John Slattery was one of the New York presenters at the Casting Society of America’s Artios Awards last night — the awards were bi-coastal, with a simultaneous ceremony in L.A. — and we learned a few things about the enigmatic person who brings Mad Men’s Roger Sterling to life.

1. Slattery’s funniest casting call story is too long to tell at an awards ceremony in its entirety. "God, it goes on too long," he told us in the theater lobby preshow. "But it involves hair dye, Sylvester Stallone, Joy Todd, and oral sex. And I did not get the job."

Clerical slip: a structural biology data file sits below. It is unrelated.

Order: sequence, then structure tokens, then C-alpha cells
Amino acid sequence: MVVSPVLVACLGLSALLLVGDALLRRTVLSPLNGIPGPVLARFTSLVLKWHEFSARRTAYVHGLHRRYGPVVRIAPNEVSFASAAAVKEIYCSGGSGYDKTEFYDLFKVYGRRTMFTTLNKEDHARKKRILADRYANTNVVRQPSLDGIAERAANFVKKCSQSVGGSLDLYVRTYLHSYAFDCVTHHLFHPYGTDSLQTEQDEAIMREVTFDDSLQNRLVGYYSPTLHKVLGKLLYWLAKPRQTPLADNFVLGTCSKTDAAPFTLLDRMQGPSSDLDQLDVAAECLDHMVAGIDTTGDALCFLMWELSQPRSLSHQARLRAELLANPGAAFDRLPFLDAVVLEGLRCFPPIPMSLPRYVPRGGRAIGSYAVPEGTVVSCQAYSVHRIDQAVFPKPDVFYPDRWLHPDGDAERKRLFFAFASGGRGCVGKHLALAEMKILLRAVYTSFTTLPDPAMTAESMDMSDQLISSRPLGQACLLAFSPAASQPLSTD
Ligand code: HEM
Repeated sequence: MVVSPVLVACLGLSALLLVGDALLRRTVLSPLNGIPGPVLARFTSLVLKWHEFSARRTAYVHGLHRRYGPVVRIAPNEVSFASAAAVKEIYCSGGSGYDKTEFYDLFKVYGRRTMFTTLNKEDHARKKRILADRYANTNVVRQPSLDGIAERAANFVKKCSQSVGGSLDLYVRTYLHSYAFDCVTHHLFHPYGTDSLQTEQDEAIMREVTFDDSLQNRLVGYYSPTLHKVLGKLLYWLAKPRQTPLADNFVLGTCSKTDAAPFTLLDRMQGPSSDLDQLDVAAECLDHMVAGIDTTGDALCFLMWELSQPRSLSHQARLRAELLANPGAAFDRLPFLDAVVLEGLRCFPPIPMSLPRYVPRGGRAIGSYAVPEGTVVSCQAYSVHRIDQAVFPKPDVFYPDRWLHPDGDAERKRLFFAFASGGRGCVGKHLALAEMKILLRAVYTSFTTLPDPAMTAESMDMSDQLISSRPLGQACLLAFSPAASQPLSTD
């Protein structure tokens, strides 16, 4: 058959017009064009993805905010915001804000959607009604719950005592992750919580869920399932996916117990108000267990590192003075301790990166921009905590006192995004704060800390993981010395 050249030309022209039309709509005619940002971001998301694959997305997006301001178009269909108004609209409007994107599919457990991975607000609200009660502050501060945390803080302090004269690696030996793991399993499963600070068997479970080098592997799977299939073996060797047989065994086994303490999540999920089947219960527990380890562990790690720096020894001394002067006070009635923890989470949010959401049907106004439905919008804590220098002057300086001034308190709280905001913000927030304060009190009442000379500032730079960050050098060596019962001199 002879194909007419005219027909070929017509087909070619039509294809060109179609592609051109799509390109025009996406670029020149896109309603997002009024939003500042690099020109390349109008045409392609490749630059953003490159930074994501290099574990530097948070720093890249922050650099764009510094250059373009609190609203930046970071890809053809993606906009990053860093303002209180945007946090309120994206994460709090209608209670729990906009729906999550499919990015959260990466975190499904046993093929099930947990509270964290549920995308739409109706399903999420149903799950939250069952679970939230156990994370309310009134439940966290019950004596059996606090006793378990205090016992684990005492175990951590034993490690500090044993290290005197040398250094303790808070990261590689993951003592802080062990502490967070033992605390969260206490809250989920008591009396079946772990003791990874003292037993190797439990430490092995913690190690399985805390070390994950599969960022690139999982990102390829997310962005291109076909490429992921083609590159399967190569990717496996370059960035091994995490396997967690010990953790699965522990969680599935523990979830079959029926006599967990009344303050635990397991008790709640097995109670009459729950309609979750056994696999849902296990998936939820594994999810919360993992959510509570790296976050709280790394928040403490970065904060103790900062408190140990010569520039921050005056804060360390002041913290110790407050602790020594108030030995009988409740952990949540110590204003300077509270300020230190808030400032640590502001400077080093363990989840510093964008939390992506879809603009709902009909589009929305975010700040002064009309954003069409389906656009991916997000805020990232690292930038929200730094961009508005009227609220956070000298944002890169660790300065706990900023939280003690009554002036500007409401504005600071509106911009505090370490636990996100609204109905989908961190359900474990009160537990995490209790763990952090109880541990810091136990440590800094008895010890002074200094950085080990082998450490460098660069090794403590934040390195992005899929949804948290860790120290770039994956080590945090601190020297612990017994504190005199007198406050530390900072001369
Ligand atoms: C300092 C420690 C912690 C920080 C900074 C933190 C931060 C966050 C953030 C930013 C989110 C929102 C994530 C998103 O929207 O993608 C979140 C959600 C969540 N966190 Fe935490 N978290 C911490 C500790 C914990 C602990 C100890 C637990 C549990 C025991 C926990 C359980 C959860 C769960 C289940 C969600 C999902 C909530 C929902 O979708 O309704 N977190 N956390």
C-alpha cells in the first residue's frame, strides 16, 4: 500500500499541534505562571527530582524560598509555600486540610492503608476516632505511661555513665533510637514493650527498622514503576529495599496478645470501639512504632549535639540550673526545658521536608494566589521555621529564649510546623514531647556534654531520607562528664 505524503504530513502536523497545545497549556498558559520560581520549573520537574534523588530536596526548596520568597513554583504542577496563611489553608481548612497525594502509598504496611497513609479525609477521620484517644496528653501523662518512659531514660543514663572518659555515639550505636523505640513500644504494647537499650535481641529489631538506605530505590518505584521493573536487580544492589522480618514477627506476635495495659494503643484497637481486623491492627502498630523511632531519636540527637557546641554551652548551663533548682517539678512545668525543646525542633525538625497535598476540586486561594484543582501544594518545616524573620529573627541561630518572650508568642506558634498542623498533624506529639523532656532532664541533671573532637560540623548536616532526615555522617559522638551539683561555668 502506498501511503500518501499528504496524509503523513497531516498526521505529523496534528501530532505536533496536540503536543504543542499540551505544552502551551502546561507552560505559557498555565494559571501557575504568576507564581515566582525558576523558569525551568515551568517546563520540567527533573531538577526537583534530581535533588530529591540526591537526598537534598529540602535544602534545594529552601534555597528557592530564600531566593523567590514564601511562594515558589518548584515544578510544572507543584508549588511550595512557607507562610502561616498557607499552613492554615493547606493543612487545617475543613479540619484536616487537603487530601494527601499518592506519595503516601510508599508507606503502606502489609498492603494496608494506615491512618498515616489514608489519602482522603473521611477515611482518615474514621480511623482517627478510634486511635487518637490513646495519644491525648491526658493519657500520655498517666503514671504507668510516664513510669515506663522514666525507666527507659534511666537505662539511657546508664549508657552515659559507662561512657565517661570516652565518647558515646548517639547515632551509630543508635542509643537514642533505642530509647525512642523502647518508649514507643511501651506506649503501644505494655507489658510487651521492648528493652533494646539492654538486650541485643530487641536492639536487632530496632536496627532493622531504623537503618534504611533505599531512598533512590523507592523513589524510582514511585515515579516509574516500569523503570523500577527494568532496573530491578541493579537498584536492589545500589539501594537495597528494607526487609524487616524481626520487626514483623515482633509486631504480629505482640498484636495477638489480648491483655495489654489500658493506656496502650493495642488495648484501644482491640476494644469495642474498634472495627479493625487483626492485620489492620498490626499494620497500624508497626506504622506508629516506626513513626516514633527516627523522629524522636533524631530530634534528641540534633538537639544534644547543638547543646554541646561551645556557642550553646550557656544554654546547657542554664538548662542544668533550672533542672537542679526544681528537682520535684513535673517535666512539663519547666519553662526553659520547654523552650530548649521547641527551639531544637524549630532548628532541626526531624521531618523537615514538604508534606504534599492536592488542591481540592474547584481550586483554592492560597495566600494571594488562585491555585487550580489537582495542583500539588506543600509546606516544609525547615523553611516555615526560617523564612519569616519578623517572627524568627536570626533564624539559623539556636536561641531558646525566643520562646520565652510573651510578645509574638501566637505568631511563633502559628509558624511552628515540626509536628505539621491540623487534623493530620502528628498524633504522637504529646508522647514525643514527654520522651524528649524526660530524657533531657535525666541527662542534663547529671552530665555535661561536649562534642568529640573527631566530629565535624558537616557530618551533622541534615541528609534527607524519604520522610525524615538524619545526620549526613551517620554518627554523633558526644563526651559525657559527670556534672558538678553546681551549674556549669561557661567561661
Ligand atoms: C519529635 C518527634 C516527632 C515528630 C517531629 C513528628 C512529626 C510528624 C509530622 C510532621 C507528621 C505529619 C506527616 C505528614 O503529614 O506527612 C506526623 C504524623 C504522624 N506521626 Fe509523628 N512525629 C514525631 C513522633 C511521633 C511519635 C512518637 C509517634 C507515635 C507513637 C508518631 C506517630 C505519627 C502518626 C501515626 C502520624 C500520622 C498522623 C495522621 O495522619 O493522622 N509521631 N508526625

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Roger Sterling's divine folly-autobiography Sterling’s Gold is now a real book coming out from Grove/Atlantic just in time for the holidays. So, as high-roller Sterling might have advised, we took our questions about the in-show book’s real-world development straight to the top. Grove’s publisher Morgan Entrekin tells us that he first caught up with Mad Men a couple of seasons in, after creator Matt Weiner’s manager, Kieth Addis — a good friend of the social-butterfly publisher — insisted he watch. By this past spring, Entrekin was hooked. “It’s got the kind of sensibility and texture of a good social novel," Entrekin says, "a portrait of an era." That's when Addis asked Entrekin which imprints he should consider pitching on Sterling’s Gold, a then-fictional book that he promised was going to feature big in season four. “I said, ‘How about we do it?’” By August they were working out a complicated deal (given the multiple rights-holders involved) to get Weiner himself to write the preface and the bullet points in the book, in the voice of the character who, Entrekin says, “gets all the good lines.”